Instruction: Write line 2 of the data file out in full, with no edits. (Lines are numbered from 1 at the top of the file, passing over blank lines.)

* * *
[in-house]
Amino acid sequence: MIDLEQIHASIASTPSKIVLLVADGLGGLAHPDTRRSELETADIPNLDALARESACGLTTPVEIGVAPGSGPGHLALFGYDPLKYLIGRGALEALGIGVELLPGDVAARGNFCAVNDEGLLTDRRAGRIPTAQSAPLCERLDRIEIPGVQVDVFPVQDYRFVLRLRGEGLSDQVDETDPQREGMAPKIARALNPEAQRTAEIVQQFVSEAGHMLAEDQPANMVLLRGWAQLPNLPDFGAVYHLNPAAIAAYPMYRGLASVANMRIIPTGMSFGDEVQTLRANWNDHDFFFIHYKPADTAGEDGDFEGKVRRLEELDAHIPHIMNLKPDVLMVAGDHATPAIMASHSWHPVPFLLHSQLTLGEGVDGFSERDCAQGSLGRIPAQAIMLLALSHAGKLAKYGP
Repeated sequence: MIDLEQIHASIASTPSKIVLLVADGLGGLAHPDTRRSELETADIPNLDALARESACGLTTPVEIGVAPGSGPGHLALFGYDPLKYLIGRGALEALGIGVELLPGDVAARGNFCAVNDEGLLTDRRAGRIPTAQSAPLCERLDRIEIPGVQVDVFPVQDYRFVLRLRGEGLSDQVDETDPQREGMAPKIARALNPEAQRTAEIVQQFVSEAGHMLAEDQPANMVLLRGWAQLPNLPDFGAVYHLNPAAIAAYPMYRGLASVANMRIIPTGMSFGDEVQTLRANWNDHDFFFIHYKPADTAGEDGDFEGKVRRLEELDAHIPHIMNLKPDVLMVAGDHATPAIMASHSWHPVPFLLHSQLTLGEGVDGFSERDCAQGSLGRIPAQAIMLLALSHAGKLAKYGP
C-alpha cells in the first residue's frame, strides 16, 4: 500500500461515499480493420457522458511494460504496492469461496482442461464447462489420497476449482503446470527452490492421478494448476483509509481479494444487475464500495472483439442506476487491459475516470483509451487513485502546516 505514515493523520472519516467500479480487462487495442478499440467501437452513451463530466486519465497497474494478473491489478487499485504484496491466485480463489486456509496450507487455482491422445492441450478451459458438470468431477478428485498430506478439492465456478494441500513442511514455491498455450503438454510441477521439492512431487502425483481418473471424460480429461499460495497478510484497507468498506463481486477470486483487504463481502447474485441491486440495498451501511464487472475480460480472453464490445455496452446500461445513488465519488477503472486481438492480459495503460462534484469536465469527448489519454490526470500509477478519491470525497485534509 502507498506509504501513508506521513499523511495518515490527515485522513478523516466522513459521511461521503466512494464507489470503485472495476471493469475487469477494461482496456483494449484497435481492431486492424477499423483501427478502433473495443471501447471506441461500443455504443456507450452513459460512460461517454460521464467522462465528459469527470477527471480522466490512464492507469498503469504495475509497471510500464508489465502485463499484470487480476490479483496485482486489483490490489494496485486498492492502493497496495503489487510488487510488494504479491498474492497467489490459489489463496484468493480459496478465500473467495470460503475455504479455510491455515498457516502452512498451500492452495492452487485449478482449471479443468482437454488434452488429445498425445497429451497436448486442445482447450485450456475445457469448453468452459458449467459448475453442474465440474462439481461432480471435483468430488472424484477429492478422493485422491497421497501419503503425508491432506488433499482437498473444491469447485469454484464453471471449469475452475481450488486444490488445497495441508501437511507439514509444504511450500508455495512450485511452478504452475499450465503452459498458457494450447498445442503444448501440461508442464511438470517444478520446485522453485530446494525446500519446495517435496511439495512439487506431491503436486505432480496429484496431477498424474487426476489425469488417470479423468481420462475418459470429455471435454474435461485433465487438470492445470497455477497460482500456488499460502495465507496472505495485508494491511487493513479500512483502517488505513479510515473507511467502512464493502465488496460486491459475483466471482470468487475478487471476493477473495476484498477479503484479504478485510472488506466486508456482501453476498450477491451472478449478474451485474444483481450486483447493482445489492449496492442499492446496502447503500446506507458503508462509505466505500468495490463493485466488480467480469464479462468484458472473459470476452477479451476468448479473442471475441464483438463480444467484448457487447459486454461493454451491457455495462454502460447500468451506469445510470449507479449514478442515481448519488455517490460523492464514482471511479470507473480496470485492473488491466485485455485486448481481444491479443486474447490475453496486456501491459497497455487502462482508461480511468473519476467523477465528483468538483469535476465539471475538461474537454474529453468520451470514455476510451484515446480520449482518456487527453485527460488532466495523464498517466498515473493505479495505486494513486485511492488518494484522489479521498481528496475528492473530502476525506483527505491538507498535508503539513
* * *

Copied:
Amino acid sequence: MIDLEQIHASIASTPSKIVLLVADGLGGLAHPDTRRSELETADIPNLDALARESACGLTTPVEIGVAPGSGPGHLALFGYDPLKYLIGRGALEALGIGVELLPGDVAARGNFCAVNDEGLLTDRRAGRIPTAQSAPLCERLDRIEIPGVQVDVFPVQDYRFVLRLRGEGLSDQVDETDPQREGMAPKIARALNPEAQRTAEIVQQFVSEAGHMLAEDQPANMVLLRGWAQLPNLPDFGAVYHLNPAAIAAYPMYRGLASVANMRIIPTGMSFGDEVQTLRANWNDHDFFFIHYKPADTAGEDGDFEGKVRRLEELDAHIPHIMNLKPDVLMVAGDHATPAIMASHSWHPVPFLLHSQLTLGEGVDGFSERDCAQGSLGRIPAQAIMLLALSHAGKLAKYGP